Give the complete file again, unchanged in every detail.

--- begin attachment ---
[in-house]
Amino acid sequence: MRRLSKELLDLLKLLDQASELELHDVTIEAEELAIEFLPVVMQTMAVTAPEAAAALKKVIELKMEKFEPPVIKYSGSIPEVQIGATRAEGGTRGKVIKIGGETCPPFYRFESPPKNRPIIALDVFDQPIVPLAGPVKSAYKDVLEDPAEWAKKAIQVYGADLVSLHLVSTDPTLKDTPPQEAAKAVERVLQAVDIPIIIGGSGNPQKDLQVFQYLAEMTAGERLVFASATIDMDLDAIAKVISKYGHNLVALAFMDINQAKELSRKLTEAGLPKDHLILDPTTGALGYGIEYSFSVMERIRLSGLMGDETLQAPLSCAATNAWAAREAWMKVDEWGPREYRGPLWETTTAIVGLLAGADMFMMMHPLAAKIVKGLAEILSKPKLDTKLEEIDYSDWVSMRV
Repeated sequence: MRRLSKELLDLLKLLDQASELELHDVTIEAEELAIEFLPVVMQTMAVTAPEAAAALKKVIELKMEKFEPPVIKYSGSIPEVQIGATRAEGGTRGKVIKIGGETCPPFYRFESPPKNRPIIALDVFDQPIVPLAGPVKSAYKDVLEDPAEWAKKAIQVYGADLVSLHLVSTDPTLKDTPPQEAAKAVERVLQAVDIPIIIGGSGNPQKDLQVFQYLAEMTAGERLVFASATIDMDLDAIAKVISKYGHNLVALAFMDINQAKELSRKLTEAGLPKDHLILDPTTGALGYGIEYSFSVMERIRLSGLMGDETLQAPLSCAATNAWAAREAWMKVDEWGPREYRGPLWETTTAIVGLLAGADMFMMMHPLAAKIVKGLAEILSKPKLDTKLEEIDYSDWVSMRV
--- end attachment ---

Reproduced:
[in-house]
Amino acid sequence: MRRLSKELLDLLKLLDQASELELHDVTIEAEELAIEFLPVVMQTMAVTAPEAAAALKKVIELKMEKFEPPVIKYSGSIPEVQIGATRAEGGTRGKVIKIGGETCPPFYRFESPPKNRPIIALDVFDQPIVPLAGPVKSAYKDVLEDPAEWAKKAIQVYGADLVSLHLVSTDPTLKDTPPQEAAKAVERVLQAVDIPIIIGGSGNPQKDLQVFQYLAEMTAGERLVFASATIDMDLDAIAKVISKYGHNLVALAFMDINQAKELSRKLTEAGLPKDHLILDPTTGALGYGIEYSFSVMERIRLSGLMGDETLQAPLSCAATNAWAAREAWMKVDEWGPREYRGPLWETTTAIVGLLAGADMFMMMHPLAAKIVKGLAEILSKPKLDTKLEEIDYSDWVSMRV
Repeated sequence: MRRLSKELLDLLKLLDQASELELHDVTIEAEELAIEFLPVVMQTMAVTAPEAAAALKKVIELKMEKFEPPVIKYSGSIPEVQIGATRAEGGTRGKVIKIGGETCPPFYRFESPPKNRPIIALDVFDQPIVPLAGPVKSAYKDVLEDPAEWAKKAIQVYGADLVSLHLVSTDPTLKDTPPQEAAKAVERVLQAVDIPIIIGGSGNPQKDLQVFQYLAEMTAGERLVFASATIDMDLDAIAKVISKYGHNLVALAFMDINQAKELSRKLTEAGLPKDHLILDPTTGALGYGIEYSFSVMERIRLSGLMGDETLQAPLSCAATNAWAAREAWMKVDEWGPREYRGPLWETTTAIVGLLAGADMFMMMHPLAAKIVKGLAEILSKPKLDTKLEEIDYSDWVSMRV